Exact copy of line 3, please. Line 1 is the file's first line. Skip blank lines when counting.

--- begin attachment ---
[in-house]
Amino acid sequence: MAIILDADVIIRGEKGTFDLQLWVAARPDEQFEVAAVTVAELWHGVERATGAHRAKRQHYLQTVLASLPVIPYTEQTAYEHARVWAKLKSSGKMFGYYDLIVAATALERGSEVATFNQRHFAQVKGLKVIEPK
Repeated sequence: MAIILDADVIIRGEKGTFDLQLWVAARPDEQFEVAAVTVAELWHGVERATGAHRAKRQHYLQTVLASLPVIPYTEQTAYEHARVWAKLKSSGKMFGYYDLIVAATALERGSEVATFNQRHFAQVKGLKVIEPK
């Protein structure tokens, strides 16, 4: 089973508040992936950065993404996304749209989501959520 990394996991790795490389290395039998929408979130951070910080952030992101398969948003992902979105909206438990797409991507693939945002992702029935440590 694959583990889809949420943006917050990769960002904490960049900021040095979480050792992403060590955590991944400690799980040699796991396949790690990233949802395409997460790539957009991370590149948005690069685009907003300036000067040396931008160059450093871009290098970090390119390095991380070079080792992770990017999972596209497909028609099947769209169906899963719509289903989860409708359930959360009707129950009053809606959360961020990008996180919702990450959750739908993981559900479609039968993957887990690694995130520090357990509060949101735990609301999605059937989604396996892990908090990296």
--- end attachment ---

Repeated sequence: MAIILDADVIIRGEKGTFDLQLWVAARPDEQFEVAAVTVAELWHGVERATGAHRAKRQHYLQTVLASLPVIPYTEQTAYEHARVWAKLKSSGKMFGYYDLIVAATALERGSEVATFNQRHFAQVKGLKVIEPK